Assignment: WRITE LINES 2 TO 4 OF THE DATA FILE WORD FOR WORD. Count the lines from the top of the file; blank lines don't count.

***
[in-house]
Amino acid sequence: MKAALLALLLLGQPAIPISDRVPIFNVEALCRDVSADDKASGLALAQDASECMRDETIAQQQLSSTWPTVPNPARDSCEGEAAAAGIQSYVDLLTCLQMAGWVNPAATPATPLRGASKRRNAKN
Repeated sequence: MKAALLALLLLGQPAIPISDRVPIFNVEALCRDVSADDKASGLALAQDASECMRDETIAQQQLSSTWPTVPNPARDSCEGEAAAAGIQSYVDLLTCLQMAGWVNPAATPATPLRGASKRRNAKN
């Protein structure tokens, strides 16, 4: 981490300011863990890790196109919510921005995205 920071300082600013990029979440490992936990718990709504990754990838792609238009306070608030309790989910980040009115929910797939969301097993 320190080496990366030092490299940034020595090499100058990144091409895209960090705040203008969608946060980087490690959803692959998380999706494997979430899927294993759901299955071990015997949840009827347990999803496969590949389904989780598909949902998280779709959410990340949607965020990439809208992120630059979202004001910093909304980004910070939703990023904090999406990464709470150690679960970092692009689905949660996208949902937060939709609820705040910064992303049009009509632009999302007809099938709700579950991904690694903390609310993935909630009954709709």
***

Amino acid sequence: MKAALLALLLLGQPAIPISDRVPIFNVEALCRDVSADDKASGLALAQDASECMRDETIAQQQLSSTWPTVPNPARDSCEGEAAAAGIQSYVDLLTCLQMAGWVNPAATPATPLRGASKRRNAKN
Repeated sequence: MKAALLALLLLGQPAIPISDRVPIFNVEALCRDVSADDKASGLALAQDASECMRDETIAQQQLSSTWPTVPNPARDSCEGEAAAAGIQSYVDLLTCLQMAGWVNPAATPATPLRGASKRRNAKN
């Protein structure tokens, strides 16, 4: 981490300011863990890790196109919510921005995205 920071300082600013990029979440490992936990718990709504990754990838792609238009306070608030309790989910980040009115929910797939969301097993 320190080496990366030092490299940034020595090499100058990144091409895209960090705040203008969608946060980087490690959803692959998380999706494997979430899927294993759901299955071990015997949840009827347990999803496969590949389904989780598909949902998280779709959410990340949607965020990439809208992120630059979202004001910093909304980004910070939703990023904090999406990464709470150690679960970092692009689905949660996208949902937060939709609820705040910064992303049009009509632009999302007809099938709700579950991904690694903390609310993935909630009954709709």